What does Zika virus mean for Loudoun?
“It’s still very early in knowing about Zika to make any predictions at this point,” said Loudoun County Health Department Director Dr. David Goodfriend in a briefing to county supervisors Tuesday.
Fortunately for Loudoun, there’s still a little time to figure it out.
Zika virus has spread very quickly around the Americas, Goodfriend said, mostly carried by the yellow fever mosquito. That mosquito doesn’t show up in Virginia—here, scientists are looking at the yellow fever mosquito’s near relative, the Asian tiger mosquito.
It’s not yet known how well the Asian tiger mosquito will host Zika, Goodfriend said, and right now there aren’t many of the white-and-black patterned mosquito around. During the summer months, it’s the most number one biter in Virginia.
Zika is a difficult virus to track. Goodfriend said there have been only three confirmed cases in Virginia, all related to travel abroad. But only one in five people infected with Zika will show symptoms, and for most people, it’s not a serious threat. The most common symptoms are fever, rash, joint pain, and red eyes—the same symptoms as diseases ranging from the relatively common enterovirus, to measles, to the relatively exotic Chikungunya.
In addition, only the CDC can currently test for Zika, although Goodfriend said the Virginia Department of Health will likely be approved to do its own testing in the next few weeks. The virus is hard to distinguish from other infections, causing a lot of false positives.
Goodfriend said many people who show these fairly common symptoms are not tested for Zika. If you’re not a woman who is or could be pregnant, he said, there’s not a good reason to get tested. By the time results come back, you’re past the time when you might pass the disease along. There is no treatment or vaccine, and patient care is the same as for many illnesses: plenty of rest, plenty of fluids, acetaminophen for fever and pain.
In most cases, it’s not a very dangerous disease—even among the 20 percent of people who will show symptoms, the disease usually runs its course naturally and is gone within about two weeks. Usually, people infected with Zika don’t pose a serious threat to the people around them.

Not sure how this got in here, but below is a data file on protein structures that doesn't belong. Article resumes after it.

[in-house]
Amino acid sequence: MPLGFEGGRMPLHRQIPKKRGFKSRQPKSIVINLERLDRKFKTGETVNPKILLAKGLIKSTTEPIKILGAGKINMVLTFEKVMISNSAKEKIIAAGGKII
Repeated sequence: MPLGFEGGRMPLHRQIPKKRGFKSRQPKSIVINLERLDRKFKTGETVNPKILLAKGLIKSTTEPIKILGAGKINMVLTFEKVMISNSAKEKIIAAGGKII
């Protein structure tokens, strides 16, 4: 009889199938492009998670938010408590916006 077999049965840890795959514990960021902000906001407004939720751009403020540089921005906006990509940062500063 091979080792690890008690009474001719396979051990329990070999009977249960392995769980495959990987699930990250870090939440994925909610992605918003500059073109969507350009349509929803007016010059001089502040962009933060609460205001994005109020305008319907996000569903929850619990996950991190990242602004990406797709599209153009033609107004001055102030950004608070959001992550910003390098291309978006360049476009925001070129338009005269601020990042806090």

The danger, as reported in national headlines, is to pregnant women. Zika is thought to be related to miscarriages and birth defects, especially microcephaly, although Goodfriend said the connection isn’t yet clear. The virus also persists for several weeks in semen, saliva, and urine, and Goodfriend reported there has been one case in the United States of sexual transmission. For that reason, male partners of women who are or may be pregnant should abstain from sexual contact or use protection for a few weeks.
It is also, in rare cases, linked to a paralyzing and potentially fatal condition called Guillain-Barré Syndrome, or GBS, which causes the immune system to attack nerve tissue.
“It’s scary, but it happens with a lot of different viral infections,” Goodfriend said. GBS, he said, is usually self-limiting, but can be fatal.
What To Do About Mosquitoes
“Fortunately, we’re in a time when our mosquito populations are pretty dormant,” Goodfriend said.
But with warmer weather will come the Asian tiger mosquito, which may be a vector for Zika.
Loudoun currently has no program for monitoring or controlling mosquito populations. And mosquito control programs of the past, focused on West Nile Virus, would have a hard time tackling the Asian tiger mosquito.
“It’s a pretty lazy mosquito,” Goodfriend said. “It doesn’t want to get very far from where it got its blood meal to lay its eggs.”
This means that fogging—which works best on mosquitos in flight—is less effective, and controlling mosquito breeding grounds means going onto private property, which few mosquito control programs have the authority to do.
While the common house mosquito, which is the major carrier for West Nile virus in the eastern U.S., breeds in open waters like ponds and storm sewers, Goodfriend said the Asian tiger mosquito prefers small, still bodies of water like stopped up roof gutters, planters, birdfeeders, and tire swings—all places found near the home.
In the meantime, the county has launched a public information campaign to educate Loudouners on how to protect themselves from Zika. For more information, visit loudoun.gov/zika.